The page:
The Tax Reporting Challenges of Crypto

Aug 1, 2022 | Individuals & Families

The 2021 Tax Reporting Challenges of #Crypto

Cryptocurrencies continue to become more widely accepted as payment for goods and services, and remain as the bedrock of #nft transactions. This means that your likelihood of winding up with reportable crypto activity is growing fast. Exchanges like Coinbase make it easy for the average investor to dabble in crypto, and quickly buy and sell a variety of cryptocurrencies. What you may not know is that your crypto activity may be creating taxable events.

According to the IRS rules, taxable events are created each time you cash out, spend, or exchange one cryptocurrency with another. All of this activity (regardless of gains or losses) must be reported on your 2021 tax return.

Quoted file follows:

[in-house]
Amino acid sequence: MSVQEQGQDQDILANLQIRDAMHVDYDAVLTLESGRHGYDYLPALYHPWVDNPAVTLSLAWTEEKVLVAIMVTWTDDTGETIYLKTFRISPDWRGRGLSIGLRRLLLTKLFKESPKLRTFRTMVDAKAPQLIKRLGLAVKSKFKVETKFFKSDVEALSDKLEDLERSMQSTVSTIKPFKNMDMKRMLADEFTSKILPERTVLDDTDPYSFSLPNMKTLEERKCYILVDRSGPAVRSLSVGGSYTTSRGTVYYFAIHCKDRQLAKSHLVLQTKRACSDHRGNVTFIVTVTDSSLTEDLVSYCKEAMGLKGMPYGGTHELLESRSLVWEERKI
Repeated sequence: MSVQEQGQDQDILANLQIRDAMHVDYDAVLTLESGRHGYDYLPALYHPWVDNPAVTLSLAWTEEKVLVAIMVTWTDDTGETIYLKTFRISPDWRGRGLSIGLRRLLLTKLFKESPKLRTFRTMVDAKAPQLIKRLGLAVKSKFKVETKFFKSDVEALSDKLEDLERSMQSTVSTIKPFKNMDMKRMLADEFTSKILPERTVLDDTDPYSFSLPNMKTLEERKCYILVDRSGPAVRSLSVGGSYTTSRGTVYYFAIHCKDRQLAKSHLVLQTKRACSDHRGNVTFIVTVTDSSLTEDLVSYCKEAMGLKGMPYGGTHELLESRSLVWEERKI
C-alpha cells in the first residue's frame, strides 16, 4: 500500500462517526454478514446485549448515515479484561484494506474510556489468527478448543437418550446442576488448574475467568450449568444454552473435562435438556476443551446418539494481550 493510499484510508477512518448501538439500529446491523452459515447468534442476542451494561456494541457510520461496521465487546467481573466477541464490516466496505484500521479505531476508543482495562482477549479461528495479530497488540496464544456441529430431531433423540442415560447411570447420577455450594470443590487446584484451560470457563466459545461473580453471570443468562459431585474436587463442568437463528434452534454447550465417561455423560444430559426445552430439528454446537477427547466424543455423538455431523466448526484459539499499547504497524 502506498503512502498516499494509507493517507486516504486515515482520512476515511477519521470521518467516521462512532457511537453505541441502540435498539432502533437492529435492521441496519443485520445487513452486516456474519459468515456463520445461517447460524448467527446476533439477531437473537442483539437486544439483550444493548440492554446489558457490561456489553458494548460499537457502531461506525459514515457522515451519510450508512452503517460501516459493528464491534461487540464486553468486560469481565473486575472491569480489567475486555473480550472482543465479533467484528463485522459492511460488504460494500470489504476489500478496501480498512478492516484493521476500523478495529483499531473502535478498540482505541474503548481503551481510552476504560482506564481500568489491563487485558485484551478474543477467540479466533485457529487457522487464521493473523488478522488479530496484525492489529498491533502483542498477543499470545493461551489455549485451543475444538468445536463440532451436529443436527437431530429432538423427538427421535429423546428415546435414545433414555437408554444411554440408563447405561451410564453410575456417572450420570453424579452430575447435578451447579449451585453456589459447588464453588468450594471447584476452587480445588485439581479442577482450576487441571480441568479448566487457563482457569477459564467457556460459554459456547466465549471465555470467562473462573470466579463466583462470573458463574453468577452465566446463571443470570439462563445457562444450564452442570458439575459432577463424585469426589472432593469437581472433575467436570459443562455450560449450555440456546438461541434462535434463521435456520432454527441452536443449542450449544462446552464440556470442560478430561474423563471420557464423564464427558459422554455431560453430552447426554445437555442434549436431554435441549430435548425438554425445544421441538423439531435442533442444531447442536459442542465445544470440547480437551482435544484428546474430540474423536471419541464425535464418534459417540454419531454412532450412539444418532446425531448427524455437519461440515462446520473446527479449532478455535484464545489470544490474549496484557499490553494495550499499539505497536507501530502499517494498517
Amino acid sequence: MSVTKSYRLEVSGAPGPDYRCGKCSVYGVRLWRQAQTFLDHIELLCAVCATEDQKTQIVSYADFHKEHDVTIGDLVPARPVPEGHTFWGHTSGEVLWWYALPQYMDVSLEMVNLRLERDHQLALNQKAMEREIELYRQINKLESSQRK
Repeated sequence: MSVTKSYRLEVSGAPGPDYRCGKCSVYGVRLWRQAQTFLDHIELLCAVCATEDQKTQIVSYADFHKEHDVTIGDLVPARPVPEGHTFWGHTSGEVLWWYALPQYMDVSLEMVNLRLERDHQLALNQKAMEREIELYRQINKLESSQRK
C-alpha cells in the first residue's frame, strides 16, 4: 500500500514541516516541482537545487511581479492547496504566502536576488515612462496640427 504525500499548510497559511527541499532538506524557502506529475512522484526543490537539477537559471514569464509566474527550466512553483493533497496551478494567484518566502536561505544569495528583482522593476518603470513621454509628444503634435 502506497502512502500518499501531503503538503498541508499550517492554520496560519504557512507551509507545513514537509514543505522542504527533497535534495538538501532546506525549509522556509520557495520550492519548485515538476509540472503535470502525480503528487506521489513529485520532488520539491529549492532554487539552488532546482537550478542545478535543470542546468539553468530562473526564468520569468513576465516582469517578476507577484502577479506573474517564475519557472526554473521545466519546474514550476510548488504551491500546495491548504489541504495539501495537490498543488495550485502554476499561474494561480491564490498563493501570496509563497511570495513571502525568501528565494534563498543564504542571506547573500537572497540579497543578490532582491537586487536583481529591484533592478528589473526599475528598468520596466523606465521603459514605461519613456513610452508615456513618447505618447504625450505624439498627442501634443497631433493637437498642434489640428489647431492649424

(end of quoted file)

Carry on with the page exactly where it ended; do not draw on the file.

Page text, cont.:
What can you do to make sure you don’t accidentally underreport activity, and create a tax liability that the IRS may come to collect down the road (including penalties and interest)?

Some crypto exchanges will issue you a 1099-B or 1099-K depending on your amount of activity. These forms consolidate your activity and make tax reporting much easier. Unfortunately, for 2021 there are a large number of widley-used exchanges that will not provide these tax forms for you (including the fan-favorite Coinbase). Instead, the burden is on you to download your historical transactions and figure out your taxable gains and losses. Typically the data comes in the form of a .csv or other raw data format.

Now is the time to take a look into your crypto activity for 2021 and download all the activity needed to calculate your taxes – especially if you have not already received a 1099!

Our tax team has significant expertise working with clients in consolidating crypto activity and calculating accurate reporting to include on their return. Please contact us if you need assistance.

#taxes #cryptocurrency #data